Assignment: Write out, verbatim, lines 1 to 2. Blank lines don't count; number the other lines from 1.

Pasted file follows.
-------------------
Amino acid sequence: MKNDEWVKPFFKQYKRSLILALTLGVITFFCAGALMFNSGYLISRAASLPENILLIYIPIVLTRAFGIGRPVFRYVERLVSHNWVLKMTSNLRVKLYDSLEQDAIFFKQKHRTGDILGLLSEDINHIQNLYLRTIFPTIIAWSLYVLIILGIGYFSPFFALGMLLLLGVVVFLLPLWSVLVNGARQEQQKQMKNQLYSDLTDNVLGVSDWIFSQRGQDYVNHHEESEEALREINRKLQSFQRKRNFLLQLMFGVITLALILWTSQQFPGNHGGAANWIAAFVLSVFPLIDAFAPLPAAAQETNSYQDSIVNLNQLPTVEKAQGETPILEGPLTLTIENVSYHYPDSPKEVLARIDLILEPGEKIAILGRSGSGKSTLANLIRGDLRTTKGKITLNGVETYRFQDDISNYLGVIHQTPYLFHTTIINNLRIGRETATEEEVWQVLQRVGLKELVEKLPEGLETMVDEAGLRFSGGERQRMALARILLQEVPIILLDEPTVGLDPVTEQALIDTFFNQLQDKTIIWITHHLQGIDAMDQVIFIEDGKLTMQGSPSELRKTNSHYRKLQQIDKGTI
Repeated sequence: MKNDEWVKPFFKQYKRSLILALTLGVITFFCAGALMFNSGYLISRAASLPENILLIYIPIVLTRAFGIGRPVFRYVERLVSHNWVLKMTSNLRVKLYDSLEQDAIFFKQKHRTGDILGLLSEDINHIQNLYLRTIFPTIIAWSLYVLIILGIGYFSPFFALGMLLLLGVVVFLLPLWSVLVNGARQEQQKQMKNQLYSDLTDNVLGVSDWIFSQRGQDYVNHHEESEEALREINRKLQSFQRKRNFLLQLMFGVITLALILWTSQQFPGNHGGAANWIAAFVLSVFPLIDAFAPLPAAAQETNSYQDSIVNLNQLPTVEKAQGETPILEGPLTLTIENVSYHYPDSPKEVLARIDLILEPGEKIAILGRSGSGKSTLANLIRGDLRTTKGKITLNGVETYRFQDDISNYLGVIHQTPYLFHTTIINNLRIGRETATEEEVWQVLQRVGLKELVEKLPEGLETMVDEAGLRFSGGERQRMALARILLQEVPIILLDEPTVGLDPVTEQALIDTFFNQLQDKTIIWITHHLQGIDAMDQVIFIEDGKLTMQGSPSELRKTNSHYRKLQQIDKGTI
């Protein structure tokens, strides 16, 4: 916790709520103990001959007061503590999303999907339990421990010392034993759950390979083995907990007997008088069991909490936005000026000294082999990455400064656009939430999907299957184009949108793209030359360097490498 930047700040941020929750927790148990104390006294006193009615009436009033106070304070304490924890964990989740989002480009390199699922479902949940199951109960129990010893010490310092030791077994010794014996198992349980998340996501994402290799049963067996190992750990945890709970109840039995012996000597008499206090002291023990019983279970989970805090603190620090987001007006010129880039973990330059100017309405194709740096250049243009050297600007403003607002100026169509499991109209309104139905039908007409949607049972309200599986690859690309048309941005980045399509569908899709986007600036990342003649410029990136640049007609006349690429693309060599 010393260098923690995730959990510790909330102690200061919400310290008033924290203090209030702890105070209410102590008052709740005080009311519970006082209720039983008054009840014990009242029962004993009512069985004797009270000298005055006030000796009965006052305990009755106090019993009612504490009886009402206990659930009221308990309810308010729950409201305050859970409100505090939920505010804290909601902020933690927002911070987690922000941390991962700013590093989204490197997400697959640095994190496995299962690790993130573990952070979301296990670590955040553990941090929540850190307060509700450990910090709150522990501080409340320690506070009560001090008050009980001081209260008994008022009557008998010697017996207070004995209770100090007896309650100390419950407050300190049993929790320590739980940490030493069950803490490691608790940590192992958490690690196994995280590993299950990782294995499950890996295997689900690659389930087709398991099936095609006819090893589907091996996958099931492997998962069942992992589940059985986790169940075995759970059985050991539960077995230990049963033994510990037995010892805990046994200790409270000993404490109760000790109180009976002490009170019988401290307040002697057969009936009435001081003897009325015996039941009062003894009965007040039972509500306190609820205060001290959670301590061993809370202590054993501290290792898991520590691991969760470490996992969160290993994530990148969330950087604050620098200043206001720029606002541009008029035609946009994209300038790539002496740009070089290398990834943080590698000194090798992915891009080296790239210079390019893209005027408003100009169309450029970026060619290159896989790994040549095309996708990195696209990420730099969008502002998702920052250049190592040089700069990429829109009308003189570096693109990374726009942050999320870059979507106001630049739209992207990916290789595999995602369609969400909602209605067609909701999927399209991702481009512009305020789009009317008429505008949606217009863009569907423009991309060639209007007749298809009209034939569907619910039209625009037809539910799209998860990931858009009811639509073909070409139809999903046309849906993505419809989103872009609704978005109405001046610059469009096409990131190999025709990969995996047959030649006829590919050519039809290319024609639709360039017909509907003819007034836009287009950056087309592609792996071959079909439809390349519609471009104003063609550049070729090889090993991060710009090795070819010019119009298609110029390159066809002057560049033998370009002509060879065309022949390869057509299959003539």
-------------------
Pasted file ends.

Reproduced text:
Amino acid sequence: MKNDEWVKPFFKQYKRSLILALTLGVITFFCAGALMFNSGYLISRAASLPENILLIYIPIVLTRAFGIGRPVFRYVERLVSHNWVLKMTSNLRVKLYDSLEQDAIFFKQKHRTGDILGLLSEDINHIQNLYLRTIFPTIIAWSLYVLIILGIGYFSPFFALGMLLLLGVVVFLLPLWSVLVNGARQEQQKQMKNQLYSDLTDNVLGVSDWIFSQRGQDYVNHHEESEEALREINRKLQSFQRKRNFLLQLMFGVITLALILWTSQQFPGNHGGAANWIAAFVLSVFPLIDAFAPLPAAAQETNSYQDSIVNLNQLPTVEKAQGETPILEGPLTLTIENVSYHYPDSPKEVLARIDLILEPGEKIAILGRSGSGKSTLANLIRGDLRTTKGKITLNGVETYRFQDDISNYLGVIHQTPYLFHTTIINNLRIGRETATEEEVWQVLQRVGLKELVEKLPEGLETMVDEAGLRFSGGERQRMALARILLQEVPIILLDEPTVGLDPVTEQALIDTFFNQLQDKTIIWITHHLQGIDAMDQVIFIEDGKLTMQGSPSELRKTNSHYRKLQQIDKGTI
Repeated sequence: MKNDEWVKPFFKQYKRSLILALTLGVITFFCAGALMFNSGYLISRAASLPENILLIYIPIVLTRAFGIGRPVFRYVERLVSHNWVLKMTSNLRVKLYDSLEQDAIFFKQKHRTGDILGLLSEDINHIQNLYLRTIFPTIIAWSLYVLIILGIGYFSPFFALGMLLLLGVVVFLLPLWSVLVNGARQEQQKQMKNQLYSDLTDNVLGVSDWIFSQRGQDYVNHHEESEEALREINRKLQSFQRKRNFLLQLMFGVITLALILWTSQQFPGNHGGAANWIAAFVLSVFPLIDAFAPLPAAAQETNSYQDSIVNLNQLPTVEKAQGETPILEGPLTLTIENVSYHYPDSPKEVLARIDLILEPGEKIAILGRSGSGKSTLANLIRGDLRTTKGKITLNGVETYRFQDDISNYLGVIHQTPYLFHTTIINNLRIGRETATEEEVWQVLQRVGLKELVEKLPEGLETMVDEAGLRFSGGERQRMALARILLQEVPIILLDEPTVGLDPVTEQALIDTFFNQLQDKTIIWITHHLQGIDAMDQVIFIEDGKLTMQGSPSELRKTNSHYRKLQQIDKGTI